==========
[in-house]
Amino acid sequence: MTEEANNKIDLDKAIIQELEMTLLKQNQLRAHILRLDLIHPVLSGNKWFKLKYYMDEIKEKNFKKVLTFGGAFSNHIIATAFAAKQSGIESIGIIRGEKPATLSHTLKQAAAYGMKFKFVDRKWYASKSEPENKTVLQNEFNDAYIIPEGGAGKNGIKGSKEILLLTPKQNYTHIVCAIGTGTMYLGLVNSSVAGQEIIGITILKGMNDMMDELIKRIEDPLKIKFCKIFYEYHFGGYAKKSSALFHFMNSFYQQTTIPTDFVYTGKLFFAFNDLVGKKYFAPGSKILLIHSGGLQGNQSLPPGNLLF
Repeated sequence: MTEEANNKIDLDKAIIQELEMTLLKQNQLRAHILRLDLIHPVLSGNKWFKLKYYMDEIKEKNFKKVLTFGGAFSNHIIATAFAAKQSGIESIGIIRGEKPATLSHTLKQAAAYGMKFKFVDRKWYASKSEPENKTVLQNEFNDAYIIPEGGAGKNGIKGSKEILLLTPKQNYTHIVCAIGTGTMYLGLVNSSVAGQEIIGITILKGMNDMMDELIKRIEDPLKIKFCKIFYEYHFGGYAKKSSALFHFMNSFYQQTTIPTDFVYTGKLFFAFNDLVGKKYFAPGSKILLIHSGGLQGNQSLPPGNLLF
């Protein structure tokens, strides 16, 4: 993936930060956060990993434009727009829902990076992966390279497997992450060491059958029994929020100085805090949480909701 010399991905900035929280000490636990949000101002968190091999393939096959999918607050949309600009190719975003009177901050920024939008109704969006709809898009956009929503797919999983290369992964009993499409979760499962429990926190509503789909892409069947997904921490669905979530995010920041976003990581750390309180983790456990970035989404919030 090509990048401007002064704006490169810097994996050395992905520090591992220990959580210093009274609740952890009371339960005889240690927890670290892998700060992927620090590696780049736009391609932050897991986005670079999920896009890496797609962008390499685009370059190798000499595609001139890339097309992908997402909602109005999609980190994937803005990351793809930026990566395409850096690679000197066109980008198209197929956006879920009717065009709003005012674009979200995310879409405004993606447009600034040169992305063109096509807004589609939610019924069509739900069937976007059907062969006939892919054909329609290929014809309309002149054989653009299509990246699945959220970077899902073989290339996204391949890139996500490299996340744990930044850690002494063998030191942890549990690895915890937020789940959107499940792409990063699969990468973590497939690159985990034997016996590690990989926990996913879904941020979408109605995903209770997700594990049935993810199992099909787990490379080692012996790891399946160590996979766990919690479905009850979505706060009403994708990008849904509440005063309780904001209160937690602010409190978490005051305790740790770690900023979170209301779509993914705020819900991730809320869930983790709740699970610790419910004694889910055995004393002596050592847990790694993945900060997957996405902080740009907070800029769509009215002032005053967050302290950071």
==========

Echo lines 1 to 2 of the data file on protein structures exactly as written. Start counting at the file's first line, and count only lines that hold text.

[in-house]
Amino acid sequence: MTEEANNKIDLDKAIIQELEMTLLKQNQLRAHILRLDLIHPVLSGNKWFKLKYYMDEIKEKNFKKVLTFGGAFSNHIIATAFAAKQSGIESIGIIRGEKPATLSHTLKQAAAYGMKFKFVDRKWYASKSEPENKTVLQNEFNDAYIIPEGGAGKNGIKGSKEILLLTPKQNYTHIVCAIGTGTMYLGLVNSSVAGQEIIGITILKGMNDMMDELIKRIEDPLKIKFCKIFYEYHFGGYAKKSSALFHFMNSFYQQTTIPTDFVYTGKLFFAFNDLVGKKYFAPGSKILLIHSGGLQGNQSLPPGNLLF